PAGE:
The smell is terrible, but as you slowly approach the charred corpse in the centre of the circle, your sense of smell is overwhelmed by the sight in front of you. The mangled, twisted figure appears to defy all laws of nature. It is hard to imagine that it was ever alive in the first place. As the forensic team poke and prod about in the ashes, you hear a call as one of the white suited officials calls you over. They point to the corpse and you struggle to see what they are getting excited about.
Then you see it. Like one of those magic eye pictures that only come together when you look at them in a certain way, the image in front of you slowly coalesces into something familiar.
You look across to your colleague who looks as confused as you feel.
As the crime scene official carefully removes the loose ashes with a fine brush, underneath are revealed markings, carefully cut deep into the flesh of the corpse.
There’s no doubt about it it. You reach for your notebook and scribble down the words that are now clearly apparent in front of you.
Looking at your notes your worst fears are confirmed.
The killer has written a…. blurb:
A serial killer is burning people alive in the Lake District’s prehistoric stone circles. He leaves no clues and the police are helpless. When his name is found carved into the charred remains of the third victim, disgraced detective Washington Poe is brought back from suspension and into an investigation he wants no part of . . .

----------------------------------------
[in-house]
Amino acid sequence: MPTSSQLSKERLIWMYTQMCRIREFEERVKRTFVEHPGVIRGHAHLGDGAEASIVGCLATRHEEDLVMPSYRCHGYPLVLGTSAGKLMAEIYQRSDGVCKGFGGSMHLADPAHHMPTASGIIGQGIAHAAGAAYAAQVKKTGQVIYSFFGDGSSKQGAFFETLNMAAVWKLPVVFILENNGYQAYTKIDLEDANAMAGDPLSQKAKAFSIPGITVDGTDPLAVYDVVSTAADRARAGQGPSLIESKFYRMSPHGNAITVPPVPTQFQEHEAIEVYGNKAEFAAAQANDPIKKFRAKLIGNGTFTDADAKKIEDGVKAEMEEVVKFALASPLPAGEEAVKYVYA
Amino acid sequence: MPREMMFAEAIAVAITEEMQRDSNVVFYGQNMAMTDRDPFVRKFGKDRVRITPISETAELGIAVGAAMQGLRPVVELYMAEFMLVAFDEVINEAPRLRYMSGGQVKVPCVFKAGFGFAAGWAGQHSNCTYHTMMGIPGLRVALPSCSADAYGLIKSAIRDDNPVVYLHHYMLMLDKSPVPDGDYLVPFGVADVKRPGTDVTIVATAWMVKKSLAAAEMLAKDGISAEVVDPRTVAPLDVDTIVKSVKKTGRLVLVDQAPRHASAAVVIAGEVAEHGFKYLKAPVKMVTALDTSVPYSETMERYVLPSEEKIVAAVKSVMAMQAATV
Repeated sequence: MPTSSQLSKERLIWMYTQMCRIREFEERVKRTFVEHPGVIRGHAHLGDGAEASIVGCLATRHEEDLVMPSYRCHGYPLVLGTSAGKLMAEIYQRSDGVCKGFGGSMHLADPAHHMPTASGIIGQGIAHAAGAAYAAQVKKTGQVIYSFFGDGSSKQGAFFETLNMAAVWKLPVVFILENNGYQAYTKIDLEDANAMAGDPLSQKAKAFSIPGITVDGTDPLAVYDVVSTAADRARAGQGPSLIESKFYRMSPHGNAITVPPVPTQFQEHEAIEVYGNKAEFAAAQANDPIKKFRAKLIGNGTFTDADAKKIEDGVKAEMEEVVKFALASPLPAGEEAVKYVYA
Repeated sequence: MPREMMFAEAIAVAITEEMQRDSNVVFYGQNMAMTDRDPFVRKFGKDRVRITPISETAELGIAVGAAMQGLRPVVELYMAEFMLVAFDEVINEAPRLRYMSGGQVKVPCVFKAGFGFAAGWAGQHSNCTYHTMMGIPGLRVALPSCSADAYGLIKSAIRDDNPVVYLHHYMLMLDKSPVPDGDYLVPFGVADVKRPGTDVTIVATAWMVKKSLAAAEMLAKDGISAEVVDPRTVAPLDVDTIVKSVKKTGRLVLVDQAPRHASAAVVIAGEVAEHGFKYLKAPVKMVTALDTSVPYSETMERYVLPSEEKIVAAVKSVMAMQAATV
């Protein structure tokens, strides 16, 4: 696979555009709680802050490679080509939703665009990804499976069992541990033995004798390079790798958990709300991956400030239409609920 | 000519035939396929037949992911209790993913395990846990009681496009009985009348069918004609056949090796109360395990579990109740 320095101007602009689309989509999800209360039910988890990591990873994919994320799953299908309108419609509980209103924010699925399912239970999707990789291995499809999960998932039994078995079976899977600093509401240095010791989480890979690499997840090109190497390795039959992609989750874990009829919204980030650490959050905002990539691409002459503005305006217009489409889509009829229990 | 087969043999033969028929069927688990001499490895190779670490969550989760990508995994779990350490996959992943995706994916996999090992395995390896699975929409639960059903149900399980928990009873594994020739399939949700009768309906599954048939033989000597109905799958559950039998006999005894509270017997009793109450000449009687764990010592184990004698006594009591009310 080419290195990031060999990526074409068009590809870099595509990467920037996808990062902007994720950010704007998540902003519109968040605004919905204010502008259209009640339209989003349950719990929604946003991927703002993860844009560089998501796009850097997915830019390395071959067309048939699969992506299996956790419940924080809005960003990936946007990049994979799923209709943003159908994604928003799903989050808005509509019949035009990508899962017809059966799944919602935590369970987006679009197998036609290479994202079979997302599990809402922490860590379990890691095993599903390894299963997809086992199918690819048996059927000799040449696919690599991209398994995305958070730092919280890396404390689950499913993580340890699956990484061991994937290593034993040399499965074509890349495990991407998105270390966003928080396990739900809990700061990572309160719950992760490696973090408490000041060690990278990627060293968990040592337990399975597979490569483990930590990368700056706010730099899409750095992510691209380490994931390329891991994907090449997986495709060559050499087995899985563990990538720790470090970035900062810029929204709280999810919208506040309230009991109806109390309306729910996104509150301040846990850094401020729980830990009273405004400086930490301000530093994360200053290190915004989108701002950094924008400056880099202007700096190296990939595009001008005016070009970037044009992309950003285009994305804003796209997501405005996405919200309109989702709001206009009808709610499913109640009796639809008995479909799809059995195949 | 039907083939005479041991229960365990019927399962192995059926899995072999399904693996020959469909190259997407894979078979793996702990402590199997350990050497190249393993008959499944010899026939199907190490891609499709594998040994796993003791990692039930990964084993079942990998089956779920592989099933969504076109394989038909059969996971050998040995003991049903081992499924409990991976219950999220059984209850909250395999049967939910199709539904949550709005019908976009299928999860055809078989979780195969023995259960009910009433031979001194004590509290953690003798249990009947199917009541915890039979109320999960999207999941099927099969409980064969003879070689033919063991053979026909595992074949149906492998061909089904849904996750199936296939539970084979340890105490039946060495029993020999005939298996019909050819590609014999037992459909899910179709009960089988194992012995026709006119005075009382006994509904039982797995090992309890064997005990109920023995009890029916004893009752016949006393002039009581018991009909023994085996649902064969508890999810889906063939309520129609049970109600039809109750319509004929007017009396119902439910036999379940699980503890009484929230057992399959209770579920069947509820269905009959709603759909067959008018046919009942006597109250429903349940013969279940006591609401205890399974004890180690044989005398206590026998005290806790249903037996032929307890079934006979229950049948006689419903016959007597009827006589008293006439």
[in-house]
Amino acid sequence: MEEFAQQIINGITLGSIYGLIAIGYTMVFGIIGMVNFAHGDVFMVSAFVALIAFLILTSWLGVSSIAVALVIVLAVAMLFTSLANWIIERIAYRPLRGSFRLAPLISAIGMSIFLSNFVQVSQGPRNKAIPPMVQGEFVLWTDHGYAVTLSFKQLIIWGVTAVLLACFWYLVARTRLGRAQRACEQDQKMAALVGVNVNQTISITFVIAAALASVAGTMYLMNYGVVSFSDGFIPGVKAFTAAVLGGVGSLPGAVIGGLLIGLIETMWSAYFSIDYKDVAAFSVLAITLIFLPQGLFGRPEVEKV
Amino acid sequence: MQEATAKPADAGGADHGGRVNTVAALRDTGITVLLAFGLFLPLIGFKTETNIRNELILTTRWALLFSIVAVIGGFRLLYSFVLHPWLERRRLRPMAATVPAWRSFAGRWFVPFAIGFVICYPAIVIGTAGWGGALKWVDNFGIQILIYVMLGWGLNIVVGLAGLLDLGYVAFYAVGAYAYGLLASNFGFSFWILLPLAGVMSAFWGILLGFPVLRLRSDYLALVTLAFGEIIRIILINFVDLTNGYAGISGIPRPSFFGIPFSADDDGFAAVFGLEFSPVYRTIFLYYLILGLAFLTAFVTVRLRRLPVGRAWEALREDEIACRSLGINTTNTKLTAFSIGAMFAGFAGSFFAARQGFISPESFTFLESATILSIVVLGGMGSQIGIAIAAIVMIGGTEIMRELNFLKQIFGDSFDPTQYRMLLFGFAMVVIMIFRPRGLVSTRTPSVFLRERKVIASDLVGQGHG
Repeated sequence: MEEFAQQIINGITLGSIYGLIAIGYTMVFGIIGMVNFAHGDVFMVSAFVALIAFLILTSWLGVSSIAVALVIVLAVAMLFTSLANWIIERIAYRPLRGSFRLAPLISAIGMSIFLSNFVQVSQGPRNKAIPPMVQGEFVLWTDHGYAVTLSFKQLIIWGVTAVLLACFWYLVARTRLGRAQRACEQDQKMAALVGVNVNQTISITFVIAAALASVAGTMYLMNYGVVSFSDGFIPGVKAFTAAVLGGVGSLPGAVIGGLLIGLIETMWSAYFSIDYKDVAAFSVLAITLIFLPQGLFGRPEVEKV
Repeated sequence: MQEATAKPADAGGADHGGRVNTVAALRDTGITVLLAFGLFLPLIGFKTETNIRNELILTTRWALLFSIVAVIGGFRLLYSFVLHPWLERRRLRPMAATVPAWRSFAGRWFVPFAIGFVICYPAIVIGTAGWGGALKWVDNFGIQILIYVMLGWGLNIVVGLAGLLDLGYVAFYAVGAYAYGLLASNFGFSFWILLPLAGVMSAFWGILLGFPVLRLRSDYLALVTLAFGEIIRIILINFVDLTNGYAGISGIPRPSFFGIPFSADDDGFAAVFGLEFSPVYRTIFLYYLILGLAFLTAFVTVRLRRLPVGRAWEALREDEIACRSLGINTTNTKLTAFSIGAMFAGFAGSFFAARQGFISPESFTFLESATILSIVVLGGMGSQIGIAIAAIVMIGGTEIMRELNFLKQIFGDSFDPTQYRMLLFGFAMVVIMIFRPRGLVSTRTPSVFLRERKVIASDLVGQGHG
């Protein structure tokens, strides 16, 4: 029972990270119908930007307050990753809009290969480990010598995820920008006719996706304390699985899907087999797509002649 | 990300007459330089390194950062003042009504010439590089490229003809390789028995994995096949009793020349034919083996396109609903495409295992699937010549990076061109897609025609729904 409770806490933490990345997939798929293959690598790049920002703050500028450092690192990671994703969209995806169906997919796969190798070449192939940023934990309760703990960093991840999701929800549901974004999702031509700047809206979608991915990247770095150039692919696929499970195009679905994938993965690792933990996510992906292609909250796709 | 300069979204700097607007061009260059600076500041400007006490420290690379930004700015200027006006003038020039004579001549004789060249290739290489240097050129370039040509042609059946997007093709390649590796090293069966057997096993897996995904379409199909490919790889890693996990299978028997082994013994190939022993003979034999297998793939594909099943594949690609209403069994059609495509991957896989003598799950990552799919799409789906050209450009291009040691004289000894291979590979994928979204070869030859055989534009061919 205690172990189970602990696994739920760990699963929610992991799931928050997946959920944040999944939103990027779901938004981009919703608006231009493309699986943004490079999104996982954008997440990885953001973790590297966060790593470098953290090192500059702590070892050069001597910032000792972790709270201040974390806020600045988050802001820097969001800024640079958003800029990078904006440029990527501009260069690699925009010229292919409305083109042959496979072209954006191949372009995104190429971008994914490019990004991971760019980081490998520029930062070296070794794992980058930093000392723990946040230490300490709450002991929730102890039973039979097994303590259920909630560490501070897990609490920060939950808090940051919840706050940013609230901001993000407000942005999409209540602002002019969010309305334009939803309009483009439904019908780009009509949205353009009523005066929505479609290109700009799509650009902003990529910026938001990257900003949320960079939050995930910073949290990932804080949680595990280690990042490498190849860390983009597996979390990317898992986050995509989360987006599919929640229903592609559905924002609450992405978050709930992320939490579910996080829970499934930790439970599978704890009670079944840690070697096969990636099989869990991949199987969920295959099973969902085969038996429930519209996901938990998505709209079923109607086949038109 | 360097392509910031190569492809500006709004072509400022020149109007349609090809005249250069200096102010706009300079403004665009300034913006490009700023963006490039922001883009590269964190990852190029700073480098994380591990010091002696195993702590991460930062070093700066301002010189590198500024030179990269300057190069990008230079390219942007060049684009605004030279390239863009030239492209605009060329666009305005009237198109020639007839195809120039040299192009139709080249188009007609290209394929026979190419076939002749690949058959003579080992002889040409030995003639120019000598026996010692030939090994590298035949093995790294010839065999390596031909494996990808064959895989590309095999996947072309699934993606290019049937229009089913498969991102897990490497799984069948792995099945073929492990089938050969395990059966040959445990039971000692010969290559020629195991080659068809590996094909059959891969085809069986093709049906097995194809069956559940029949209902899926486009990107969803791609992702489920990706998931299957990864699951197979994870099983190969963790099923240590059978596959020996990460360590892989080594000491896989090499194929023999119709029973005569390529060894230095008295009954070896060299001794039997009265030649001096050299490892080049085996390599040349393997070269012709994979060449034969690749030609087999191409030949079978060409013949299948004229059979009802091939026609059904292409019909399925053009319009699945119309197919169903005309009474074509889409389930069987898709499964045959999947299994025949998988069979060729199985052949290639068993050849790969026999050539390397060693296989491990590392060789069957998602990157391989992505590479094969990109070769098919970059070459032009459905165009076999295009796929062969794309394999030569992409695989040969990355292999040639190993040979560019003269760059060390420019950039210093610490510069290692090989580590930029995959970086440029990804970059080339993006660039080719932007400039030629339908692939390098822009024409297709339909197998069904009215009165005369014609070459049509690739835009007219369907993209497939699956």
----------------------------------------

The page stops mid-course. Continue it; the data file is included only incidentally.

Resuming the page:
Reluctantly partnered with the brilliant, but socially awkward, civilian analyst, Tilly Bradshaw, the mismatched pair uncover a trail that only he is meant to see. The elusive killer has a plan and for some reason Poe is part of it.
As the body count rises, Poe discovers he has far more invested in the case than he could have possibly imagined. And in a shocking finale that will shatter everything he’s ever believed about himself, Poe will learn that there are things far worse than being burned alive …
Hey, puppets are fun aren’t they? Can you think back into the depths of your childhood and recall a time when puppets weren’t a part of it? I know I can’t and I most definitely had a childhood.
Many people’s first foray into the world of puppets would most likely have been the hand puppet. This was the one where you forcibly shoved you hand into the poor puppet’s bottom and expected it to behave reasonably. It was no wonder that so many of them didn’t. Take Emu for example. He was a right cantankerous old bird. Throughout the 1970s he helped his partner Rod Hull to assault people of every creed, colour, gender and in between, all in the name of comedy, and I reckon you can firmly put that down to him having Rod’s arm firmly up his fundament pretty much to the elbow.